Gold Canary, which has been getting a lot of airplay on Australian radio, was greeted particularly strongly by the crowd, and is the perfect sing-along song. A new song that I hadn’t heard yet called Ghost Story was absolutely awesome, and I can’t wait to get a hold of its studio version.

The band interacted well with the crowd, which is one of the things that set them aside from the two other bands of the night. They said that it was probably the biggest crowd in Melbourne they had played in front of, and were genuinely having a good time. My personal highlight of the night was when Al said that the band had played a show in Bendigo the night beforehand and that only three people had rocked up, only to have someone in the crowd yell out proudly “I was there!”, to which drummer Ulrich Lenffer, peering out into the crowd, replied excitedly “Hey yeah, I remember you!”. Indie, much?

Cloud Control were happy, bouncy, and truly exciting. They finished their set particularly strongly, playing old favourite Vintage Books, and another great new song called This Is What I Said. Then came my favourite Cloud Control song Buffalo Country, an insanely catchy song that it is impossible not to dance to.

During the song Al broke a guitar string, and upon reaching the end of the song yelled out to the crowd, asking if he could borrow a guitar. Sean Caskey of Last Dinosaurs, who happened to be right behind me, yelled out in response, and a member of Last Dinosaurs quickly ran up to the stage to offer his guitar. I heard a Last Dinosaur mutter jokingly behind me “You’d better not break a string!”.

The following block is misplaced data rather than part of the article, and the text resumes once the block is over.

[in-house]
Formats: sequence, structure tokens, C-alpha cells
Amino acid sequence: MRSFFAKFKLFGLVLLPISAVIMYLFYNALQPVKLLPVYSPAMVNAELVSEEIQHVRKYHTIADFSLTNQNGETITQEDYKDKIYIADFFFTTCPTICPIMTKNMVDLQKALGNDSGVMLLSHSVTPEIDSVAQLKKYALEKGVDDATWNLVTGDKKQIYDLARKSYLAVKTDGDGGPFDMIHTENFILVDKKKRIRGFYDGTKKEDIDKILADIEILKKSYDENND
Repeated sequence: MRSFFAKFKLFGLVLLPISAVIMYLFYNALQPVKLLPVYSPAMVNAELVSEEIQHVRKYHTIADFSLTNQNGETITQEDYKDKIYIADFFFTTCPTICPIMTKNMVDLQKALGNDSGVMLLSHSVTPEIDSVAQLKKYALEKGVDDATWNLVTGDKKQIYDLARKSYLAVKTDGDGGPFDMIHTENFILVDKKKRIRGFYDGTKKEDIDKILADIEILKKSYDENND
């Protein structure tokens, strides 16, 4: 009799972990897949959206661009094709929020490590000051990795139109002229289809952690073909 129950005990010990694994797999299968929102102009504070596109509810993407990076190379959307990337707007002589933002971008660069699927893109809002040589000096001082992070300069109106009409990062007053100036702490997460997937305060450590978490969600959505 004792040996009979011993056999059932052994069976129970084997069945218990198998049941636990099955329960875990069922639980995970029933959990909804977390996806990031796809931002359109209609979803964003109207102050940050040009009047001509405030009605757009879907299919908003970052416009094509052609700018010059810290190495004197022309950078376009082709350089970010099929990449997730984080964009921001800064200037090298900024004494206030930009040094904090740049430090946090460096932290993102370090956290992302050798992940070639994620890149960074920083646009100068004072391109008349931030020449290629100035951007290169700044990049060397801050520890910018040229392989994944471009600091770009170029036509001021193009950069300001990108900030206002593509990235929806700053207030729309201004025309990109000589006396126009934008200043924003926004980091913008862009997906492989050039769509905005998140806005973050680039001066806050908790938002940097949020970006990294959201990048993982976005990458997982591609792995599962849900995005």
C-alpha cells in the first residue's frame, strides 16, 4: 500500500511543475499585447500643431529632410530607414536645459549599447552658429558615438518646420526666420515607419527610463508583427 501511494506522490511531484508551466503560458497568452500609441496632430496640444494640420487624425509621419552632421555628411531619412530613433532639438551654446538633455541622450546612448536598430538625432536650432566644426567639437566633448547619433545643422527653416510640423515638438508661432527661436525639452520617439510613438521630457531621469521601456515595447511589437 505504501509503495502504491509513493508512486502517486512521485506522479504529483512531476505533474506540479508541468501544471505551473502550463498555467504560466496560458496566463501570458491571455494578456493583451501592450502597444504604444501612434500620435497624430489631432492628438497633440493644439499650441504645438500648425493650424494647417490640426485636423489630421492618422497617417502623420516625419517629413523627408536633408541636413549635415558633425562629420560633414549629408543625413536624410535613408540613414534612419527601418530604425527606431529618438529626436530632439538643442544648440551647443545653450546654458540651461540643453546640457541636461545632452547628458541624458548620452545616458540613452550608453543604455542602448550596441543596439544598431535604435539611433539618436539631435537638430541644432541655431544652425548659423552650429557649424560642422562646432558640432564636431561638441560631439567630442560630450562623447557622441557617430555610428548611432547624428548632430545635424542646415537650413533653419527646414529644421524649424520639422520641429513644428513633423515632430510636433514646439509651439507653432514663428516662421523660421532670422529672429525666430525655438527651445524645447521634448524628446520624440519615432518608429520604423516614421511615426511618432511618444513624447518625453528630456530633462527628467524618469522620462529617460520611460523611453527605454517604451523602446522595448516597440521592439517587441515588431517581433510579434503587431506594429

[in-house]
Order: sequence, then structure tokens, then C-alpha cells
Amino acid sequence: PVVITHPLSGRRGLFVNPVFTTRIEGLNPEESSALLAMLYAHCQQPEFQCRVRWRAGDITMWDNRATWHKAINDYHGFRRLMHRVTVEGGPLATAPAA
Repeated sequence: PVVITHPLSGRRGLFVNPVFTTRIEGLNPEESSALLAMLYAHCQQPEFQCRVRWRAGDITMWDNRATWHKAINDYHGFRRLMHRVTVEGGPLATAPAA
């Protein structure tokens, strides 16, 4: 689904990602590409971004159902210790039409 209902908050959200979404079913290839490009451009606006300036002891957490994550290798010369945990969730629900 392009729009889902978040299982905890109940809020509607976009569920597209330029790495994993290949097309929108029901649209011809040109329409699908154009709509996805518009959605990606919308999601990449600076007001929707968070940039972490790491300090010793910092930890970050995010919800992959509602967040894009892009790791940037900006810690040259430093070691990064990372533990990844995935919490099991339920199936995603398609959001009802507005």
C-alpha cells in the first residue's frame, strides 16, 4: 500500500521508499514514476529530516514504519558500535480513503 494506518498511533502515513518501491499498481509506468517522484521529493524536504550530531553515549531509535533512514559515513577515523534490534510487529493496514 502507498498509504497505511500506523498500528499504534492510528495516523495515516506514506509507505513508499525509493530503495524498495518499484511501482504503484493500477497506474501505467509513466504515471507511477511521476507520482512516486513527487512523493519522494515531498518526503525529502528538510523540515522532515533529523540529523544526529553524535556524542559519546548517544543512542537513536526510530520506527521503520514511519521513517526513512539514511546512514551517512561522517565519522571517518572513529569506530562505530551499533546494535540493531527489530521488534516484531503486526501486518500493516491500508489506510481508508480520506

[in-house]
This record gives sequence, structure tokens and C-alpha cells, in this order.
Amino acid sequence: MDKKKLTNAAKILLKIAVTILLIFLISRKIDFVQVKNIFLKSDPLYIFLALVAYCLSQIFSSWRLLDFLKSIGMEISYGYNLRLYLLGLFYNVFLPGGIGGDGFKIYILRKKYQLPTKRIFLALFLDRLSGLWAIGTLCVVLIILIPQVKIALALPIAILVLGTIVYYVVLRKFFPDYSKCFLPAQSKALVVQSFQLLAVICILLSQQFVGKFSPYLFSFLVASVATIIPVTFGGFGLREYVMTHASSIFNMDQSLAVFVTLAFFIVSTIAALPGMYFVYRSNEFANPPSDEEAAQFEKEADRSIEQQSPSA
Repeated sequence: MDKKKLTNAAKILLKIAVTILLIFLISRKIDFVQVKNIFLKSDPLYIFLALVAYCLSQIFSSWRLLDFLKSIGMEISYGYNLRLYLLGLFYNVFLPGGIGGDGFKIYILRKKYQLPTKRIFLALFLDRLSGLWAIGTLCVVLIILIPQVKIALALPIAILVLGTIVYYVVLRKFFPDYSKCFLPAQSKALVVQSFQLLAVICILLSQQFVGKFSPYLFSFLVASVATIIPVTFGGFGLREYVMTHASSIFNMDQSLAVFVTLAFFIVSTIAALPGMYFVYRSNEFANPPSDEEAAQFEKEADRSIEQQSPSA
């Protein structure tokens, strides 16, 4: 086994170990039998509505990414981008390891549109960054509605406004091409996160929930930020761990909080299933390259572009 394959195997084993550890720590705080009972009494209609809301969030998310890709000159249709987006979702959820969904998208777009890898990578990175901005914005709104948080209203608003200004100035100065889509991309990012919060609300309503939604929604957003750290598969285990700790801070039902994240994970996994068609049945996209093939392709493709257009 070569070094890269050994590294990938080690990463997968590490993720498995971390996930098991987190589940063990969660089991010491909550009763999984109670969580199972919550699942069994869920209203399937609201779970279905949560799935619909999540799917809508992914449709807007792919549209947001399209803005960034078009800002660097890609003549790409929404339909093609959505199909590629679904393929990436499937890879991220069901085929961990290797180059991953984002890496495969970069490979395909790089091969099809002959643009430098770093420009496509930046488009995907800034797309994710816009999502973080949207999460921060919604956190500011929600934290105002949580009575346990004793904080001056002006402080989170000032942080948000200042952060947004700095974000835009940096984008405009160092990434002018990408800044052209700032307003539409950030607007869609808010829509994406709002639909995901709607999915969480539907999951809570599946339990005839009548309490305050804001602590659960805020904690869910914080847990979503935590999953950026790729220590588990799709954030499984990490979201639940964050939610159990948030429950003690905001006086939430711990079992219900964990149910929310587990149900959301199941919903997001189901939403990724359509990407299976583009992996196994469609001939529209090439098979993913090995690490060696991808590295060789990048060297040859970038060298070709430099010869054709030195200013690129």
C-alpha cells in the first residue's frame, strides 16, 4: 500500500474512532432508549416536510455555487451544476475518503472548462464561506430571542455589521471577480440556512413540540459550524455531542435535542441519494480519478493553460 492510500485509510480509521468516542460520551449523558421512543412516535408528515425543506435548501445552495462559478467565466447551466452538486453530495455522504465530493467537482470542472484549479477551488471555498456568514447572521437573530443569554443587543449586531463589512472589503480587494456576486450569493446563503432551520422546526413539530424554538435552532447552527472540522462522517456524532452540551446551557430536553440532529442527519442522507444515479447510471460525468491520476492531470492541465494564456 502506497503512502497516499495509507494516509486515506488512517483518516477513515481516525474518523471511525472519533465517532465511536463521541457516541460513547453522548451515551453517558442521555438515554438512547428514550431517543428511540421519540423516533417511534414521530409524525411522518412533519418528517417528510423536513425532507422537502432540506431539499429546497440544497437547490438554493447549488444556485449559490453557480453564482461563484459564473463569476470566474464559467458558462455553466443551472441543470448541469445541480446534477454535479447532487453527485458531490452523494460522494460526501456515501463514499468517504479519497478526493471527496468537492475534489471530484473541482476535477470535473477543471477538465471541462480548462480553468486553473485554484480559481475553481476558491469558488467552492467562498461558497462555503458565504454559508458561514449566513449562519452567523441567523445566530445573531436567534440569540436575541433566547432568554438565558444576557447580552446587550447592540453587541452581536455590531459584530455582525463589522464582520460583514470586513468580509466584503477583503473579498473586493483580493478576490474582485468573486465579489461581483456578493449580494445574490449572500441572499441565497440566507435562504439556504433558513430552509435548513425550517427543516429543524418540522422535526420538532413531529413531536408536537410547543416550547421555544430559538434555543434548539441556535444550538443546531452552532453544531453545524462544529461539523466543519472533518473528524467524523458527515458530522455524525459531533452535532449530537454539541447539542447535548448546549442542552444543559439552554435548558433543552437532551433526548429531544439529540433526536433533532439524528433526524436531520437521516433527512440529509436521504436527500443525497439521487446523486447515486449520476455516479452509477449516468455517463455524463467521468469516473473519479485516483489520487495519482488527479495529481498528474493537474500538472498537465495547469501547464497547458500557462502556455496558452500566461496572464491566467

So it was that Cloud Control finished their set with one of their most well-known songs, Death Cloud, with the guitar of Last Dinosaurs (“How cool is this guitar?” enthused Al happily). And suddenly the gig was over. Considering it was a double-headline act, it had gone surprisingly fast.

The one thing that stood out for me above everything else was that this was a true indie gig. After the show, all the members of all the bands that performed spilled out into the crowd and talked to each other and crowd members, including selling their own merchandise. There was no backstage, but instead the bands walked through the crowd onto the stage. Plus of course the fact that a headline act had to borrow a guitar from the support act.

The other standout element of the show was what a tight act Cloud Control have become. I thoroughly enjoyed them when they opened for Josh Pyke, but they have developed beyond belief, and seem poised to release a hit album. After this show, their upcoming LP is probably one of my most anticipated releases of 2010. It will be great to see their EP hits compiled and possibly re-recorded on one disc, and the new songs they played were absolutely brilliant.

Unfortunately it really did seem as if Leader Cheetah were a second opening act. I am a huge fan of theirs, and I thought they played a great set and put on a very exciting live performance. I’m sure that every person who rocked up in time to see them would agree with me, but it’s a pity that not everyone did.

Meanwhile Last Dinosaurs were a great discovery for me, and I’ll definitely be posting more about them on Pluck.

I left the night very content, knowing that I had just witnessed a real indie gig.